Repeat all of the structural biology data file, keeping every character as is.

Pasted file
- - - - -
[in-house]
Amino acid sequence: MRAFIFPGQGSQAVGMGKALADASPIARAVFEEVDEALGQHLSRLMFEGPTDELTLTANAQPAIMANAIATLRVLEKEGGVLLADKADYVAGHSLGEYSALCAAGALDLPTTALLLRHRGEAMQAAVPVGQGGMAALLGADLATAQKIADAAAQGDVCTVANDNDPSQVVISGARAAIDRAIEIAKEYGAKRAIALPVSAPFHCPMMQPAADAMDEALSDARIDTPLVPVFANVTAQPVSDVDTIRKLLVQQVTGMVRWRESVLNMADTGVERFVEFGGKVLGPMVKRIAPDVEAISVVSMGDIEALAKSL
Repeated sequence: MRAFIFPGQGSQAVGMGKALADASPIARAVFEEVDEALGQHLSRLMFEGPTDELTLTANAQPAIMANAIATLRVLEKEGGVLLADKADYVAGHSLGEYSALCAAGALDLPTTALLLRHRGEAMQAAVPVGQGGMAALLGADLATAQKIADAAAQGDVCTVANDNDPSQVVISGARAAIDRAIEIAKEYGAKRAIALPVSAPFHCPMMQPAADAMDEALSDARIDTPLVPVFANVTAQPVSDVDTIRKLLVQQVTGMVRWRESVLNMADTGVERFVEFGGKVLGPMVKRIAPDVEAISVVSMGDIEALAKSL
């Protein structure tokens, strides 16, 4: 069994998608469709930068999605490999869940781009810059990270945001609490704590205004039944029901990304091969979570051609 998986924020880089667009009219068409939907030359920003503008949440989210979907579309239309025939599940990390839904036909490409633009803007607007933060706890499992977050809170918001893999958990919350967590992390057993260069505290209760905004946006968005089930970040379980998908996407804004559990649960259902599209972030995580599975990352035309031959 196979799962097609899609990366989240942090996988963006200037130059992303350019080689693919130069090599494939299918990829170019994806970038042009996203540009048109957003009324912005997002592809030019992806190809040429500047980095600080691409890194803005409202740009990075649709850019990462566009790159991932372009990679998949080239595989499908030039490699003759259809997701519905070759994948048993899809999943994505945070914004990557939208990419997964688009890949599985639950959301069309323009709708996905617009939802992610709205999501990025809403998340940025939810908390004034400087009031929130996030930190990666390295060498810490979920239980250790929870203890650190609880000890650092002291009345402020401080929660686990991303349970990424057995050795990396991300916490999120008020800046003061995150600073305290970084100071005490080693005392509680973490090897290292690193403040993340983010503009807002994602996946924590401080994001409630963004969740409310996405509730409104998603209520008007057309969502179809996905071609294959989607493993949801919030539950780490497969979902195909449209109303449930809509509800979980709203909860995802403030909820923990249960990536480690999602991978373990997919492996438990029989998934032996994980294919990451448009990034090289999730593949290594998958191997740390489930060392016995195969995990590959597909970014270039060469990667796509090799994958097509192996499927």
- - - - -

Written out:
[in-house]
Amino acid sequence: MRAFIFPGQGSQAVGMGKALADASPIARAVFEEVDEALGQHLSRLMFEGPTDELTLTANAQPAIMANAIATLRVLEKEGGVLLADKADYVAGHSLGEYSALCAAGALDLPTTALLLRHRGEAMQAAVPVGQGGMAALLGADLATAQKIADAAAQGDVCTVANDNDPSQVVISGARAAIDRAIEIAKEYGAKRAIALPVSAPFHCPMMQPAADAMDEALSDARIDTPLVPVFANVTAQPVSDVDTIRKLLVQQVTGMVRWRESVLNMADTGVERFVEFGGKVLGPMVKRIAPDVEAISVVSMGDIEALAKSL
Repeated sequence: MRAFIFPGQGSQAVGMGKALADASPIARAVFEEVDEALGQHLSRLMFEGPTDELTLTANAQPAIMANAIATLRVLEKEGGVLLADKADYVAGHSLGEYSALCAAGALDLPTTALLLRHRGEAMQAAVPVGQGGMAALLGADLATAQKIADAAAQGDVCTVANDNDPSQVVISGARAAIDRAIEIAKEYGAKRAIALPVSAPFHCPMMQPAADAMDEALSDARIDTPLVPVFANVTAQPVSDVDTIRKLLVQQVTGMVRWRESVLNMADTGVERFVEFGGKVLGPMVKRIAPDVEAISVVSMGDIEALAKSL
């Protein structure tokens, strides 16, 4: 069994998608469709930068999605490999869940781009810059990270945001609490704590205004039944029901990304091969979570051609 998986924020880089667009009219068409939907030359920003503008949440989210979907579309239309025939599940990390839904036909490409633009803007607007933060706890499992977050809170918001893999958990919350967590992390057993260069505290209760905004946006968005089930970040379980998908996407804004559990649960259902599209972030995580599975990352035309031959 196979799962097609899609990366989240942090996988963006200037130059992303350019080689693919130069090599494939299918990829170019994806970038042009996203540009048109957003009324912005997002592809030019992806190809040429500047980095600080691409890194803005409202740009990075649709850019990462566009790159991932372009990679998949080239595989499908030039490699003759259809997701519905070759994948048993899809999943994505945070914004990557939208990419997964688009890949599985639950959301069309323009709708996905617009939802992610709205999501990025809403998340940025939810908390004034400087009031929130996030930190990666390295060498810490979920239980250790929870203890650190609880000890650092002291009345402020401080929660686990991303349970990424057995050795990396991300916490999120008020800046003061995150600073305290970084100071005490080693005392509680973490090897290292690193403040993340983010503009807002994602996946924590401080994001409630963004969740409310996405509730409104998603209520008007057309969502179809996905071609294959989607493993949801919030539950780490497969979902195909449209109303449930809509509800979980709203909860995802403030909820923990249960990536480690999602991978373990997919492996438990029989998934032996994980294919990451448009990034090289999730593949290594998958191997740390489930060392016995195969995990590959597909970014270039060469990667796509090799994958097509192996499927």